Wow, 25 years ago today. This is my hometown and even though I was only 9 years old in 1977, I remember it like yesterday......
A night of tears for UE
Aces basketball program wiped out in tragic plane crash
By RICH DAVIS Courier & Press staff writer 464-7516 or firstname.lastname@example.org
December 13, 2002
Dec. 13, 1977, was a misty, foggy Tuesday evening and the field Gene Hollencamp was trudging through was a muddy quagmire. A hundred yards or so ahead he could see small fires and chunks of an aircraft glowing in the darkness, a surreal setting.
"As we got closer, my first impression was it looked like there were a lot of tombstones scattered around," the Evansville resident, now a 53-year-old Thornton's service station manager, recalls. "Then I realized they were seats with many of the passengers still strapped in them. Most of the injuries were from blunt trauma. I think they died quickly."
A former medic in Vietnam, Hollencamp began searching for anyone still alive. "I found one, a kid (Michael Joyner) from Terre Haute, and I put my gray bomber jacket over him. (He died later.)
"It still didn't dawn on me who it was until I saw a University of Evansville flight bag and I thought, 'Oh, my God, this is the Aces.'"
Just about everyone else was dead, although the plane's female flight attendant lived briefly and another player, freshman Greg Smith from West Frankfort, Ill., died five hours later, about the time his parents completed a long drive through fog and reached Deaconess Hospital.
Minutes before the plane went down at 7:22 p.m., less than 90 seconds after takeoff, Hollencamp and his boss, Pat Alvey, had stood outside the Patrick Aviation hangar on the south end of the old Evansville airport and watched a twin-engine DC-3 carrying 29 people lift off.
"It kind of bounced up and as soon as it got some altitude, it banked sharply to the left," Hollencamp recalls. "It disappeared (into some low clouds) but you could hear it. All of a sudden we saw the flash."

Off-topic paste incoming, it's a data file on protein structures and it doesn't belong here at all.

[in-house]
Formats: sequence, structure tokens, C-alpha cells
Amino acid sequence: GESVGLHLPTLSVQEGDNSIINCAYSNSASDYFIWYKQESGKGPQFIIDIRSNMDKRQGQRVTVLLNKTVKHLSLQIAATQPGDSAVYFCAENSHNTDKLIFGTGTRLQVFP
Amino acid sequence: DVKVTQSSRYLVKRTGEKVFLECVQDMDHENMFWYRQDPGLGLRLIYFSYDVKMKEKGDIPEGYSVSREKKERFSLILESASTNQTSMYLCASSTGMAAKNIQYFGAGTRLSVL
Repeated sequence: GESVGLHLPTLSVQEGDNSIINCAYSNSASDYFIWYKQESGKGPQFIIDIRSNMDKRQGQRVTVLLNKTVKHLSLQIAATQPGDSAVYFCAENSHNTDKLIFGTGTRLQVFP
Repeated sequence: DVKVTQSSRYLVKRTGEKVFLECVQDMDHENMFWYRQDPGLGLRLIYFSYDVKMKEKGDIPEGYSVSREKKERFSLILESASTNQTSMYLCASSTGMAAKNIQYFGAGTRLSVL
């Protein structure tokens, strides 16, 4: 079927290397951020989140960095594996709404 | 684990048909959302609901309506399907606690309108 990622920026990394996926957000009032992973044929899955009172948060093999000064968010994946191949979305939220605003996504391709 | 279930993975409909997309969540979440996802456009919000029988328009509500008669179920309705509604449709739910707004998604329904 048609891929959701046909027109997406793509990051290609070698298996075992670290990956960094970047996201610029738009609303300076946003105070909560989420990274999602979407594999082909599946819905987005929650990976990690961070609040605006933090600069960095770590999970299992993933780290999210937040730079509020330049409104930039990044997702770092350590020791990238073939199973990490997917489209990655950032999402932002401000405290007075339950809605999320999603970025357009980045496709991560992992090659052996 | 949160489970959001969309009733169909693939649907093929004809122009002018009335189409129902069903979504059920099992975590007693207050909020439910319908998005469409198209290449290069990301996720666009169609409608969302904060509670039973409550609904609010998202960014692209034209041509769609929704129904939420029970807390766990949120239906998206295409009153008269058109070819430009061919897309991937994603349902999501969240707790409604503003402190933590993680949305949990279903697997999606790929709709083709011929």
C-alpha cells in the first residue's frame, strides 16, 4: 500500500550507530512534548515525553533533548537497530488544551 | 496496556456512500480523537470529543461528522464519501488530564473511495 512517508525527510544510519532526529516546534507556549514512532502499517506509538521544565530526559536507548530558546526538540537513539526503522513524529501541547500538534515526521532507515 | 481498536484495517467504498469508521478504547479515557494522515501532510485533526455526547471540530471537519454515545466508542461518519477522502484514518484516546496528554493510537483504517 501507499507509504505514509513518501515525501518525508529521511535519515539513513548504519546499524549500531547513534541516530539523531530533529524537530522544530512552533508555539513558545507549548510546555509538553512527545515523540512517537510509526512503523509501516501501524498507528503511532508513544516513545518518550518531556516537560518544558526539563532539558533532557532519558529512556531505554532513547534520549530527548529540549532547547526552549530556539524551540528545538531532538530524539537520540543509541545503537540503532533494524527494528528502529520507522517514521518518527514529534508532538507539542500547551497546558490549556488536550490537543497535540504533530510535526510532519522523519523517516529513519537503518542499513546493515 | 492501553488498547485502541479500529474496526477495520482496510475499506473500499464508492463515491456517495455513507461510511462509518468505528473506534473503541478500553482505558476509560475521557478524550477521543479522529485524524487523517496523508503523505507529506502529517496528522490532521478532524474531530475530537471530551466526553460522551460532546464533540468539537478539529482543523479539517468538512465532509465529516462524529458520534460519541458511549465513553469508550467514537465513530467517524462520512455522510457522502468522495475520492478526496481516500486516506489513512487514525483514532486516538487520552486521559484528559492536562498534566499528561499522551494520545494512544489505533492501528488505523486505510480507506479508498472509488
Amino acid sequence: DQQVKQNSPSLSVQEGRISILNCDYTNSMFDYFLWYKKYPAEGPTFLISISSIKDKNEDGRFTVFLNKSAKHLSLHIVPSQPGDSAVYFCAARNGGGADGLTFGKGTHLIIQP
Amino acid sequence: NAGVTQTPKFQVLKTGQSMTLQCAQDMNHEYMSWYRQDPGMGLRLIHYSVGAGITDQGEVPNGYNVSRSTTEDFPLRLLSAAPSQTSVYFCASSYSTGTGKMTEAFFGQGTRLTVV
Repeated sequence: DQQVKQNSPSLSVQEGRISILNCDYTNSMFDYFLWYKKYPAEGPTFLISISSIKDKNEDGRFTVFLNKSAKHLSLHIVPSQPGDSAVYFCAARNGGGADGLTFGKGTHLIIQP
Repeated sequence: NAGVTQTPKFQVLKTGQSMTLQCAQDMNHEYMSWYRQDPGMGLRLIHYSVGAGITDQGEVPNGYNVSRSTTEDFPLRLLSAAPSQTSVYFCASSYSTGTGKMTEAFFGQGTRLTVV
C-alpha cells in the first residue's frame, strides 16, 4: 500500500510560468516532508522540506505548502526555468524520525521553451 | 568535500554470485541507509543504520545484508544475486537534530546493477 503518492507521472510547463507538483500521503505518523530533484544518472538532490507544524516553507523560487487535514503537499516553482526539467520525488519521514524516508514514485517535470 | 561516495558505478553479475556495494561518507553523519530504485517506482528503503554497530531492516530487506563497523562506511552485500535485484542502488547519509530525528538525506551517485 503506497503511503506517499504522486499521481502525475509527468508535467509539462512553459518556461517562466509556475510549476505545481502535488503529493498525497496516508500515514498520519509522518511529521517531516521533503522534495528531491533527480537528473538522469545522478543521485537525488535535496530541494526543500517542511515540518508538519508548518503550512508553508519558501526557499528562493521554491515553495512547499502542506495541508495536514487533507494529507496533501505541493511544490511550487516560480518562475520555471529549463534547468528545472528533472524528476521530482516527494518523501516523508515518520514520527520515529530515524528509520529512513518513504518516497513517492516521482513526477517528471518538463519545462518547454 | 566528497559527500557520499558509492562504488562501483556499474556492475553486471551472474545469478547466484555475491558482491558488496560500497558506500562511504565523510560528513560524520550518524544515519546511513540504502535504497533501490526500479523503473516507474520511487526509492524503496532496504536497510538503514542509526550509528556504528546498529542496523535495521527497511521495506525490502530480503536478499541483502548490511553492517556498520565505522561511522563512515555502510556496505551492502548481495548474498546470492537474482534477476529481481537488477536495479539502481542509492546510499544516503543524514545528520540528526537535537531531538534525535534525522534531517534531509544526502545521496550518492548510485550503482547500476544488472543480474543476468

Alvey knew the territory, in a hard-to-reach area east of the main runway near Melody Hills subdivision, and they drove into Melody Hills, parking at a dead-end road and beginning to walk.
They were among the first on the scene of a catastrophe that in one terrible moment wiped out Evansville's basketball team - 14 players, head coach Bobby Watson, the trainer, two team managers, the school's sports information director, longtime radio sportscaster Marv Bates, the comptroller, the assistant athletic director, two fans, three crew members and two airline officials.
As the horror of what happened on a ridge overlooking a ravine and railroad tracks took hold, the community was devastated. The Purple Aces enjoyed unrivaled stature in a town where standing-room-only crowds had rooted the former Division II powerhouse to five small-college championships under legendary coach Arad McCutchan.
Hundreds of students were drawn to UE's Neu Chapel; on Sunday 4,000 people turned out for a community memorial service at the stadium.
Ironically, the young Aces (eight freshmen on the 14-man roster) were in their first season of Division I basketball after McCutchan's retirement and the hiring of the big, likable Watson from Oral Roberts. They were 1-3, beating Pitt and losing the weekend before to highly ranked Indiana State and Larry Bird. They were bound for a game the next night against Middle Tennessee State. In the past, they probably would have gone by bus, but they were Division I now and had booked National Jet Service, a charter that carried other Indiana teams.
Craig Bohnert, 44, remembers that night, too.
He was a sophomore at Purdue University and had spoken to his mom, Delores, back in Evansville that afternoon about his brother, Jeff, a team manager, just 14 months older than him. "None of us had flown before. I said, 'That lucky dog!' But Mom said Jeff wasn't too excited because they were taking a DC-3. He'd told her, 'Mom, you've got to walk uphill to get to your seat in those planes.'"
Fog played havoc with air travel that afternoon, and the flight was several hours late from Indianapolis. In August 1978, the National Transportation Safety Board issued a 50-page report indicating the crew hurried, improperly loading baggage that made the plane tail-heavy, and that the co-pilot failed to remove some of the gust locks, or sleeves, placed over flaps and rudders.